It is surprising to realize how often our everyday teaching practices contradict our teaching philosophy!

Thinking about the core purpose of education: helping students to learn. How easily it gets diverted from the original focus on learning, and becomes a rite of passage or about measuring academic performance!

In everyday language we use such a huge a variety of definitions for “learning” – like answering correctly, passing,  “learning a lesson”,  memorizing, and so on – that it is easy to get confused and think that measured performance is equal to learning. I don’t think it is. Sometimes performance as learning means just cramming information into short term memory in order to pass an assessment or evaluation. Then that information can be forgotten, and it never becomes the much needed intellectual capital of knowledge.

When we simply measure performance with assessments and evaluations, we only get to see the end result of students’ learning process. We don’t know how the skill or knowledge was acquired. We just know that this student passed an exam, or created an acceptable product.  But the “learning” behind the score may not not what the educational systems wish it was: this kind of surface or strategic learning is usually not learning for life. It is memorizing for survival in testing-oriented educational context.

To change the learning context we must focus much more on supporting students’ learning process, because acquiring transferable and life-long knowledge and skills is exactly what real learning is, or what it should be. When we are too busy cramming all the minor details of our beloved subject matter into the lesson or syllabus, we easily forget what learning really is about: for students to construct their own understanding of the subject. Not only reproduce something the textbook says, but to use critical thinking in order to fully understand the topic and how it relates to the world where student lives.  Decontextualized learning is shallow or superficial by default. This is why I am very critical about prescriptive curricular and instructional design – students have different ways of thinking, different ways of learning, and different ways of knowing, and education has to accommodate those needs in order to be effective!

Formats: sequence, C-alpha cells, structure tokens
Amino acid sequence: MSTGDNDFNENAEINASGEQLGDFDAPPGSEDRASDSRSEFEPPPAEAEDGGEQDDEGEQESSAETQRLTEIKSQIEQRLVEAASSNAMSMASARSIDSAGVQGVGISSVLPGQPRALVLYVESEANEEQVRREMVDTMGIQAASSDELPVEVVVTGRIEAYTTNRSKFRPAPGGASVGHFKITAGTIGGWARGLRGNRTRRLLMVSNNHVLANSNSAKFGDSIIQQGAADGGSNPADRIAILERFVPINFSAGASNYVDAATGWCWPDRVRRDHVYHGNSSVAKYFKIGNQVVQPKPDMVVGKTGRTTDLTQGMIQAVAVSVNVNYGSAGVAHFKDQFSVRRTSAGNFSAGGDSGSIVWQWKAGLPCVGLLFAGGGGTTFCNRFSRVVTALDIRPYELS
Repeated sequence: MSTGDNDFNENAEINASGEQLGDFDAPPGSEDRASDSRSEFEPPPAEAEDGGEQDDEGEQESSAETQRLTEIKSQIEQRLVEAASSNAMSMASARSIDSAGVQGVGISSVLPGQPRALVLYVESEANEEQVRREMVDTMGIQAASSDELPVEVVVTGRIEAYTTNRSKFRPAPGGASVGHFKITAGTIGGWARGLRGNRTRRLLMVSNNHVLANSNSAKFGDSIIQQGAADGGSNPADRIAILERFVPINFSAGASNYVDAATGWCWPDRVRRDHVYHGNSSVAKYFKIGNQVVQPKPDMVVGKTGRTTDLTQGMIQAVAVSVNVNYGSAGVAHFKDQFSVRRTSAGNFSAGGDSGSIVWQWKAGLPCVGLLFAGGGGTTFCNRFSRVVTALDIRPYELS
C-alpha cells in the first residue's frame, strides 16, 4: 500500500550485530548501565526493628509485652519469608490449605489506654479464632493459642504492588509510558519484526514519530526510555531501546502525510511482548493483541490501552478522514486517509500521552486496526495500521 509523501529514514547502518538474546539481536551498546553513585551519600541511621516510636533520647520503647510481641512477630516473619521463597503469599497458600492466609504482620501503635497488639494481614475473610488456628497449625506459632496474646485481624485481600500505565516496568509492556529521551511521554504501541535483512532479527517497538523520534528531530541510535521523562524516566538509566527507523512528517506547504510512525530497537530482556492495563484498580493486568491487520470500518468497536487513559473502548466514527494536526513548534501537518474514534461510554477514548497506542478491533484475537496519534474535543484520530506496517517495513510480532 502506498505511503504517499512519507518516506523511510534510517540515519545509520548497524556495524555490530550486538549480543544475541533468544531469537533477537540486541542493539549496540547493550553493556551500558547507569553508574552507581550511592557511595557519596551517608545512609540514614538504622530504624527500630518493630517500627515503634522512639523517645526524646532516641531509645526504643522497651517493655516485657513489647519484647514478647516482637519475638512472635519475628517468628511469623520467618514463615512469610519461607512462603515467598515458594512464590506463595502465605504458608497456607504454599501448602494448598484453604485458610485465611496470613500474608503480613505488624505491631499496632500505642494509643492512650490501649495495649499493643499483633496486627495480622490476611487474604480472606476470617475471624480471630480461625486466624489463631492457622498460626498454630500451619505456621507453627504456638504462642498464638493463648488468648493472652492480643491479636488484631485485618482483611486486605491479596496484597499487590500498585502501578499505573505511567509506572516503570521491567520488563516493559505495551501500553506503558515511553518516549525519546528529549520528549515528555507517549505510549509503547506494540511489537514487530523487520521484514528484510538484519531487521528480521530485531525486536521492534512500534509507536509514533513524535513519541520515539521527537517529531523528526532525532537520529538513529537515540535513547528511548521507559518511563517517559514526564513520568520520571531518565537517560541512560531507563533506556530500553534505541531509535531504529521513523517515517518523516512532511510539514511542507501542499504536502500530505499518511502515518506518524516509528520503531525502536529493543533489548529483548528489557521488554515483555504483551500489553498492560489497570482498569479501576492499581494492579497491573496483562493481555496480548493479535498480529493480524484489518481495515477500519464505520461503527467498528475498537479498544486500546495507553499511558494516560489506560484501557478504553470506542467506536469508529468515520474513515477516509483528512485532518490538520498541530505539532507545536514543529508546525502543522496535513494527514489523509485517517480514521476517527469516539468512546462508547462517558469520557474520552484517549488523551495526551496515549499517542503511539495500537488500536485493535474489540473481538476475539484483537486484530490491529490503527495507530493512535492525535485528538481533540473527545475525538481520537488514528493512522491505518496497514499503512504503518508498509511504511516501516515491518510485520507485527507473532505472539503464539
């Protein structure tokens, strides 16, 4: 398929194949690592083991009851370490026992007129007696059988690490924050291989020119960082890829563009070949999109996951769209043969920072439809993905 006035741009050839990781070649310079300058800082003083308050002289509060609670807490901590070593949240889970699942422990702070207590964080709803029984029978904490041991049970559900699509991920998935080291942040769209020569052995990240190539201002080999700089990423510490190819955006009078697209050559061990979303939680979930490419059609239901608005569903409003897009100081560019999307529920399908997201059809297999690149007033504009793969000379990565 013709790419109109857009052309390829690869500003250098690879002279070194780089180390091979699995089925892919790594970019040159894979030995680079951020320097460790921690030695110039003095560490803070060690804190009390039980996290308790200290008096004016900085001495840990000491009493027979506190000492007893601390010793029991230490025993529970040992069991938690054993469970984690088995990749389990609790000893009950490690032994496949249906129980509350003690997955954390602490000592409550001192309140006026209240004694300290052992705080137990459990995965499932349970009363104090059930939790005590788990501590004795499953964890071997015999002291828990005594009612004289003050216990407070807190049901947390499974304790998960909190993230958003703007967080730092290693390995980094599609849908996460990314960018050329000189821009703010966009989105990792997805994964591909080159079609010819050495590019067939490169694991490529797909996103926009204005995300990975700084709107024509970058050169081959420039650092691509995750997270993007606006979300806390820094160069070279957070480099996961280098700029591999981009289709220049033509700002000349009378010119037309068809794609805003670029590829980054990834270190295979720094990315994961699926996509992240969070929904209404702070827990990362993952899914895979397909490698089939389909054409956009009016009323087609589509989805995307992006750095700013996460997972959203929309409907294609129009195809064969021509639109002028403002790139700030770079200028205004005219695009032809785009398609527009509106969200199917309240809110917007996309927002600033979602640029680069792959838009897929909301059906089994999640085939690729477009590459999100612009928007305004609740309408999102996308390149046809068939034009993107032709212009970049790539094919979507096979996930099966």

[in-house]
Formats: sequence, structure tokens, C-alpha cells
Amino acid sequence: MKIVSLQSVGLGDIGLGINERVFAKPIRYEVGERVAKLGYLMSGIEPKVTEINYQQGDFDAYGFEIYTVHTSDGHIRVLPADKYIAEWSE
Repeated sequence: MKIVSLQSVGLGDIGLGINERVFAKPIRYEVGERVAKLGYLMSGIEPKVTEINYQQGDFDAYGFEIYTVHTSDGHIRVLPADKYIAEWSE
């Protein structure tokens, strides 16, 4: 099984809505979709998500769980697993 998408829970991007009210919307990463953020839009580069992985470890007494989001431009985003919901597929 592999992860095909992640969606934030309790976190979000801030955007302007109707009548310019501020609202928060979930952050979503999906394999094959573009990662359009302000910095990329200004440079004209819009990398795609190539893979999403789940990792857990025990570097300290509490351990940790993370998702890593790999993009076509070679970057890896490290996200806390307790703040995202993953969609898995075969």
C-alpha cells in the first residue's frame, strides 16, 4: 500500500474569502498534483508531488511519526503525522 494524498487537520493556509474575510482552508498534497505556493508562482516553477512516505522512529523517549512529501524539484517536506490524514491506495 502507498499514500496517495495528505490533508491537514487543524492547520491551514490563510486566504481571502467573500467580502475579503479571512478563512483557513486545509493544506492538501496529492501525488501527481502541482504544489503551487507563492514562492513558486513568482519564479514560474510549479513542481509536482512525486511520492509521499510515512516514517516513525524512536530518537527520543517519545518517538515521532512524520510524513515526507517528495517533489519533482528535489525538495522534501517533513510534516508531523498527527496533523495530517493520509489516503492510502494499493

The easiest ways that I know to engage in learning-centered education is to provide choices for students. Thinking about learning as acquisition and elaboration of information (Illeris, 2003), it is handy to let students choose how they obtain the information. Sometimes letting students have a choice of where they get the information is beneficial (yes, I think wikipedia is a good starting point, but obviously students will have to dig deeper than that, and provide appropriate references for their sources). Also providing choices for learning strategies supports both students’ self-regulation and their learning process. Does it really matter how your student learned the concept or topic, if they learned it well? In order to help students’ independent learning skills to grow even more,  it is a great idea to provide choices for assignments and assessments, and use rubrics and formative feedback to guide students to the level of competence where they need to be. Naturally, each student will arrive to that point on their own, individual pace.